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‘Gift:’ Art at Ashland library entrance

photo by Peter Finkle Wataru Sugiyama points to his sculpture called "Gift" outside the Ashland library.

A sculpture outside the Ashland library is called "Gift" because Wataru Sugiyama said he experienced being guided during the process of creating it.

The gifts he received through this artwork also involved people. Making it brought him closer to his daughter, and it brought him together in shared mourning with his friend Alice Hardesty, who purchased the sculpture as a memorial to her late husband, former Ashland City Councilor Jack Hardesty.

The beginning of the process was inauspicious. Wataru's friend told him a new public art sculpture was being considered for a site along the Calle Guanajuato stairway, between Ashland Creek and Granite Street. Skeptical but intrigued, Wataru decided to take his daughter along to visit the site — and that made all the difference.

"One weekend, my daughter and I went to the site,“ he explained. ”I was just curious where it was going to be. When I saw it, I remembered when she was in elementary school, her teachers organized the kids and their parents to clean up the weeds right there. I had a good memory of that day, some kind of connection with the place. There was an empty pedestal along the stairway. As my daughter and I looked at the pedestal, I saw an image there. Then my hesitation was gone."

The name "Gift" came from that moment of insight.

Inspired, he and his daughter went from the site to Leave Your Mark, a business on Highway 99 in Phoenix that sells many kinds of stones.

"First I was looking for sandstone, a much softer rock," Wataru said. "Unfortunately, they didn't have any sandstone that time. A lady came over and said, 'How about this one, a piece of granite?' It was really beautiful. It felt like the stone was waiting for me."

As Wataru told stories of his life in his small Ashland studio, we were surrounded by many of his whimsical works carved from clay. Some I had seen at Hanson-Howard Gallery. He made the point that when he carved “Gift,” both stone carving and creating an abstract sculpture were new to him.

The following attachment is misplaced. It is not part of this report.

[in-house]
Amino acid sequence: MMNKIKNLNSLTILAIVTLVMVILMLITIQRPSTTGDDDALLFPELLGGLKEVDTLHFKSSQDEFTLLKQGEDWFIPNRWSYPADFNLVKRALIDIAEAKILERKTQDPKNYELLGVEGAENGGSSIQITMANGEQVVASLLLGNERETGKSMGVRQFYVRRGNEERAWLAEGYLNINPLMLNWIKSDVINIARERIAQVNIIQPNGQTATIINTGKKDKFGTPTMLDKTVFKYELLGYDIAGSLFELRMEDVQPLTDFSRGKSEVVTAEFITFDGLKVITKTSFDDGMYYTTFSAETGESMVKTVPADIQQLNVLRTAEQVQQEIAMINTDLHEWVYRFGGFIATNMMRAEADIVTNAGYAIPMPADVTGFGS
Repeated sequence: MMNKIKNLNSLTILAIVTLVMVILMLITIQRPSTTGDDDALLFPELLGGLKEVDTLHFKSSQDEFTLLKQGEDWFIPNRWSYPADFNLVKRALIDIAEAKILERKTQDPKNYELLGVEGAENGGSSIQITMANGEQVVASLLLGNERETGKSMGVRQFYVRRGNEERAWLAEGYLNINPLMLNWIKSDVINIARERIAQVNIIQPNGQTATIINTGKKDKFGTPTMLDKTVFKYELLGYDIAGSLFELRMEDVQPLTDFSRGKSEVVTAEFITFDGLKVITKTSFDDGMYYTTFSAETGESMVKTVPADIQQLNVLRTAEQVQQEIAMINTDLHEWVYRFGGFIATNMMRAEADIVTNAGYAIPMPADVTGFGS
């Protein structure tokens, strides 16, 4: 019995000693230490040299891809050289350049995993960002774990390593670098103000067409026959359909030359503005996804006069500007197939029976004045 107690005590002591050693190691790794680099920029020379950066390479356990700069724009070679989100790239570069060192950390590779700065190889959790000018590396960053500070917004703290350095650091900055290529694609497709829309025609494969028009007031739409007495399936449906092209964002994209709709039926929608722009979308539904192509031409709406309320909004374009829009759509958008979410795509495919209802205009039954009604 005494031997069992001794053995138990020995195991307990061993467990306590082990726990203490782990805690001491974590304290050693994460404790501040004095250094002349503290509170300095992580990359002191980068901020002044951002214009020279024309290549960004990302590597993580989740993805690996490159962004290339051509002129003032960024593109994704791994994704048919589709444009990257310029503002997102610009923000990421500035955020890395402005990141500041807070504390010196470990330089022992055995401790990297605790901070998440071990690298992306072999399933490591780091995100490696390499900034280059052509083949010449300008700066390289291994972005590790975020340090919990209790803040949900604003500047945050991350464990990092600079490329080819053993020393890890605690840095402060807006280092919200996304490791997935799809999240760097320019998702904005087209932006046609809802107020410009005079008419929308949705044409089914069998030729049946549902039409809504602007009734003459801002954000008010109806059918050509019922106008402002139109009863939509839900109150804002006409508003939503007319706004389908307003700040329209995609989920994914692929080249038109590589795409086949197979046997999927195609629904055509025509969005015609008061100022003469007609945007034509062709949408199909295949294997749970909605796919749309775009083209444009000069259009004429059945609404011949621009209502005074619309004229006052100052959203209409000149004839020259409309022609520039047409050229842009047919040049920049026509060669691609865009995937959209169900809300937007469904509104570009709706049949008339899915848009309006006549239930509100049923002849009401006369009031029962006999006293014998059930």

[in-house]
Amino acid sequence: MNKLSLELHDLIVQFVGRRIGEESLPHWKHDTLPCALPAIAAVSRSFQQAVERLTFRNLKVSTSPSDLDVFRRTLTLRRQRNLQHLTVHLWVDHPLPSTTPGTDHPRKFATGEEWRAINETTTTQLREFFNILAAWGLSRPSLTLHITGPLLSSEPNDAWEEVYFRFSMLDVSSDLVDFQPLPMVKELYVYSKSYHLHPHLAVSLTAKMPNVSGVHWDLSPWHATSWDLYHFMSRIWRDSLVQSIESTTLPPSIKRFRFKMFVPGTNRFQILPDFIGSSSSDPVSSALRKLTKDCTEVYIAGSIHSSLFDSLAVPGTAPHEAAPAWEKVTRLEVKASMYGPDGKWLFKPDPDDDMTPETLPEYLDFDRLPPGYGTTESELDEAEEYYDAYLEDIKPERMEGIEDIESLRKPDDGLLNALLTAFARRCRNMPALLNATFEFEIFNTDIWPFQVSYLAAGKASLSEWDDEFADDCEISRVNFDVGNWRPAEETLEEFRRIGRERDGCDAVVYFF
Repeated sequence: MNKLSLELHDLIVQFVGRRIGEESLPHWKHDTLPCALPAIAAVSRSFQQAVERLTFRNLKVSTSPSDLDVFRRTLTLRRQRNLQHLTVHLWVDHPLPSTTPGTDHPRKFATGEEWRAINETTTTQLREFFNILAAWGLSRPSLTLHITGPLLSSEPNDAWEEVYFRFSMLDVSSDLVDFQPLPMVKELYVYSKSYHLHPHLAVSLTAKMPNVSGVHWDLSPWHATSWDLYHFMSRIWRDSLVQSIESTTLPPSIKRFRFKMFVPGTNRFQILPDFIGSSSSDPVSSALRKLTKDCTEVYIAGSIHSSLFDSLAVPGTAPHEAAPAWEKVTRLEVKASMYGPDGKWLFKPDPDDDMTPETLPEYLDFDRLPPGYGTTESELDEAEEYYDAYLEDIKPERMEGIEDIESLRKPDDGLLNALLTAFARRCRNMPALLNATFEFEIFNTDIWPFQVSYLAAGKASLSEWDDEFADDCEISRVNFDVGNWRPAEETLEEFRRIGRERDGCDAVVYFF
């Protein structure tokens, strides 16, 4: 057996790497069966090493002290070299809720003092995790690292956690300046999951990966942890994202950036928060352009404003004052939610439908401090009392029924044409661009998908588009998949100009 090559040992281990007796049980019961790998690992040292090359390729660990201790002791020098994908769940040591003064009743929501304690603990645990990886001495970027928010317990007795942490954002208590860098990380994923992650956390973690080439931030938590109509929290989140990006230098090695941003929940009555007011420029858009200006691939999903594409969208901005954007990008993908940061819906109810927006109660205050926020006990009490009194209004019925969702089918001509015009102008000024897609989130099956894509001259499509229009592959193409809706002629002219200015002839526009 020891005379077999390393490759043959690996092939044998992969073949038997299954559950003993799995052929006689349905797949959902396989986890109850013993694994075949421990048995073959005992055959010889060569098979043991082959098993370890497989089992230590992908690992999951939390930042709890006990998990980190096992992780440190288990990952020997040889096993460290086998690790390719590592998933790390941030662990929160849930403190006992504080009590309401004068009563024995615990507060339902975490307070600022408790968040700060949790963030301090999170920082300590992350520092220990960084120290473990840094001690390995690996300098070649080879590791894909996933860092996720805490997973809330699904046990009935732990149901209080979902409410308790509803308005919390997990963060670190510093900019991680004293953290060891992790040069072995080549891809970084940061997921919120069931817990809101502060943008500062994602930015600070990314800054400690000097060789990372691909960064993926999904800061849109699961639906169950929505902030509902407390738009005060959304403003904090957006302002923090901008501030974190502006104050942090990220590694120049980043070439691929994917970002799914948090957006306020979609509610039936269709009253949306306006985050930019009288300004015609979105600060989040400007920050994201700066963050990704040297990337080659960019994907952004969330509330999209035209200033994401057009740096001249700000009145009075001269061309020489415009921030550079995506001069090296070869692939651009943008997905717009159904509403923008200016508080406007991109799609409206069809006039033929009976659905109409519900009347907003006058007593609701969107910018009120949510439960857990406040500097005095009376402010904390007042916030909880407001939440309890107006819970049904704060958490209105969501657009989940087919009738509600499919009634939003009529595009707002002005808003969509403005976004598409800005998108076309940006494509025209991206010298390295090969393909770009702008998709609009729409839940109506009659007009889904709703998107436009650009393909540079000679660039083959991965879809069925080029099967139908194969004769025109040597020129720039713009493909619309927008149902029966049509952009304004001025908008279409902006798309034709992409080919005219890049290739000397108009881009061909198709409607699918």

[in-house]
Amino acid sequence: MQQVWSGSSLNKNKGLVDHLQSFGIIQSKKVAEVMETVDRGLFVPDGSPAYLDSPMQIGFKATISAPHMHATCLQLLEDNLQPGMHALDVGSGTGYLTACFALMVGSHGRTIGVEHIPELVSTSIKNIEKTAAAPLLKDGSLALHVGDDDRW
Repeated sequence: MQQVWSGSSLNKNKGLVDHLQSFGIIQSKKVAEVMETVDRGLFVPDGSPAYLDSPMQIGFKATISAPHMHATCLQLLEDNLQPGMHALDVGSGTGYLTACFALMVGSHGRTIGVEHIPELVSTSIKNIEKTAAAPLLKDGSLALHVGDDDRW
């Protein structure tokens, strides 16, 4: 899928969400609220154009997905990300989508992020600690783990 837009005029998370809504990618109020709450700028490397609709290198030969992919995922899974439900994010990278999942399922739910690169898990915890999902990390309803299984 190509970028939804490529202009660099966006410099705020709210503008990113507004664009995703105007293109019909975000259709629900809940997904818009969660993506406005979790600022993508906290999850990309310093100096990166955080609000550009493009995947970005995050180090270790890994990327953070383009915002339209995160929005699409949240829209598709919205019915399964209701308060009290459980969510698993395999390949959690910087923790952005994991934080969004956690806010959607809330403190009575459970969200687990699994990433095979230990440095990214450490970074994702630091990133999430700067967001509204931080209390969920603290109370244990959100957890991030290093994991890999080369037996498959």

In May 2009, “Gift” was finished and mounted on a pedestal along Calle Guanajuato stairway as a temporary installation. Two years later, Public Arts Commission member Dana Bussell and Ashland head librarian Amy Blossom identified a permanent location for “Gift” near the rear entrance to the Ashland library. “Gift” was moved there in June 2012. The sign on the sculpture says:

"Gift," Wataru Sugiyama; In Memory of Jack Hardesty. Art opens the eyes.

When we visited the sculpture at the library, Wataru pointed to one spot that he said looked a little like eyes carved in the rock, and another area that represents the flow of water from the top of the stone to the bottom.

Wataru’s story is unusual. All you need to know as background is that Wataru grew up in Tokyo, Japan. When I asked him, “When did you become an artist?” he replied, “I did not have any art experience when I lived in Japan. I used to be an engineer, helping build airplanes. Just smoking cigarettes, two packs a day, while I was drawing the blueprints."

Wataru realized he was only working as an engineer because his father told him to. He began to feel the need to discover his own path in life.

“I finally got tired of working as an engineer Monday through Saturday, go out drinking Saturday evening, then hangover on Sunday morning. There was no time for myself. One day I was sitting on the couch, and I heard a voice inside, ‘Wataru, are you sure you want to continue this?’ My answer was ready, ‘No.’ So I wrote a letter to the boss and told him I quit."

Through a marvelous chain of circumstances, he studied English at a language institute in Tokyo, met an American from Ashland there, came to Southern Oregon University as a speech/communication major, enrolled in a ceramics art class because he needed to fill up required credits, fell in love with creating sculptures out of clay, was given an art scholarship by SOU President Joe Cox. He received his master's degree in art and became a professional artist specializing in whimsical pieces made from clay.

For decades, Wataru has worked hard at his clay art, and has added sculpting stone. Potter Jim Robinson was a mentor who introduced Wataru to art shows in Seattle, San Francisco, Sedona and many other cities. Little by little, people got to know his work, and he supported himself through his art.

You can watch a public television Oregon Art Beat video about Wataru. To find it, go to OPB.org and type "Wataru" into the search bar. In a moving 10-minute segment from the show, Wataru talks about the making of “Gift” and also about his mother.